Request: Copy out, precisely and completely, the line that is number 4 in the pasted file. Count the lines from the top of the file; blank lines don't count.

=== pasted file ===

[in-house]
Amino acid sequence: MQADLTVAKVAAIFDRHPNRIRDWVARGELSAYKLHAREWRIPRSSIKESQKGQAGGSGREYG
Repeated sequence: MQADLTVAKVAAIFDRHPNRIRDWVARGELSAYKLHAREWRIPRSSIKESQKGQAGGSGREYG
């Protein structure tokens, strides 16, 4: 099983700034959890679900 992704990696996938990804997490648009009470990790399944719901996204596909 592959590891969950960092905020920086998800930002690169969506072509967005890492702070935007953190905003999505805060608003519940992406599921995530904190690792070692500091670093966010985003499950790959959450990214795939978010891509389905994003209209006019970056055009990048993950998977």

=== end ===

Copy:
């Protein structure tokens, strides 16, 4: 099983700034959890679900 992704990696996938990804997490648009009470990790399944719901996204596909 592959590891969950960092905020920086998800930002690169969506072509967005890492702070935007953190905003999505805060608003519940992406599921995530904190690792070692500091670093966010985003499950790959959450990214795939978010891509389905994003209209006019970056055009990048993950998977």